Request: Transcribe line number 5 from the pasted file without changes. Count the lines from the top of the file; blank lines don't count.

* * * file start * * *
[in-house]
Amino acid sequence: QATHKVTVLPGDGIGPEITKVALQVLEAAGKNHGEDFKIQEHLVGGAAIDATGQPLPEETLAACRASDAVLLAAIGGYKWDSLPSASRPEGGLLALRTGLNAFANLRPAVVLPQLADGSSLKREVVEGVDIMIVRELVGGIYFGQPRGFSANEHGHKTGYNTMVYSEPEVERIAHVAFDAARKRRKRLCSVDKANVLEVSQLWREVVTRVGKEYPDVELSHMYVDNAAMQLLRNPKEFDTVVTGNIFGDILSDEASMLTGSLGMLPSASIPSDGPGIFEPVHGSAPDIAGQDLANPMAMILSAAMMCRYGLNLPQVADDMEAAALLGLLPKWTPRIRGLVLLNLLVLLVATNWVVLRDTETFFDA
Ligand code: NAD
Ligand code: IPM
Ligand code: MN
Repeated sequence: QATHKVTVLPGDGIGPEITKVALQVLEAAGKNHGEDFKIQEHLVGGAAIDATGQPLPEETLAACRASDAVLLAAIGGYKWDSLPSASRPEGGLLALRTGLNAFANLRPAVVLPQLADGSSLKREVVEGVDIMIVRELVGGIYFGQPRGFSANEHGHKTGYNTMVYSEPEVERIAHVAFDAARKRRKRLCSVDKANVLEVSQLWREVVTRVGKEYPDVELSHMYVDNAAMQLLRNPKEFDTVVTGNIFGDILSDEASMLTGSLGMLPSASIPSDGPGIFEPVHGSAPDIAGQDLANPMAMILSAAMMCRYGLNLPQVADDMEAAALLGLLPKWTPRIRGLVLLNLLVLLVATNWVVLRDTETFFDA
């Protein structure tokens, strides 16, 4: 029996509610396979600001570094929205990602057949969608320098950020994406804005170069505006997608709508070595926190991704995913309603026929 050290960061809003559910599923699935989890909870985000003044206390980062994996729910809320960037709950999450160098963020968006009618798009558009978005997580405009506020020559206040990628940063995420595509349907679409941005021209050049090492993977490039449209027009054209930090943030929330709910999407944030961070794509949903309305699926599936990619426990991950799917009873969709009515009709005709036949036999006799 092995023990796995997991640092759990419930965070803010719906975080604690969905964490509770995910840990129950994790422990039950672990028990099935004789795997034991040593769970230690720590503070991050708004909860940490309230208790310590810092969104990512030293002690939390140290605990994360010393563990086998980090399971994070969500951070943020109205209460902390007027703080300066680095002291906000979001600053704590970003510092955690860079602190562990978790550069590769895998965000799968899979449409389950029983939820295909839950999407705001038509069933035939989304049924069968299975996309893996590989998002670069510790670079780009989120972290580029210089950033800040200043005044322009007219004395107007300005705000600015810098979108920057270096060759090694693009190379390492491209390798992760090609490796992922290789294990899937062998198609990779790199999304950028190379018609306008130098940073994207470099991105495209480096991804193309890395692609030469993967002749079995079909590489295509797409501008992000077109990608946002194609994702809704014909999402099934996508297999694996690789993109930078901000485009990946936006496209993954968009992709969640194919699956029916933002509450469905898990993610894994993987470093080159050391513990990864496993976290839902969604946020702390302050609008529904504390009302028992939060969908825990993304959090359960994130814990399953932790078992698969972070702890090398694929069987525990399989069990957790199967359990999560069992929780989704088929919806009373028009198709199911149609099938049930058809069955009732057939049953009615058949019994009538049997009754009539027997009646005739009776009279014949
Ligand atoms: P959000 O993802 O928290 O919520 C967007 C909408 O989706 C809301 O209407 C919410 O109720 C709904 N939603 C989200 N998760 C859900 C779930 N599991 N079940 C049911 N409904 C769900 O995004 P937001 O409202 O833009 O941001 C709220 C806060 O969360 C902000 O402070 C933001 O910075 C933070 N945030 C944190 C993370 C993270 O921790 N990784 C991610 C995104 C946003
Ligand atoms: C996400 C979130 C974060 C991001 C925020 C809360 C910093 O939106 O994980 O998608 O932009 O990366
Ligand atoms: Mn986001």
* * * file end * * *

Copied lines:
Ligand code: MN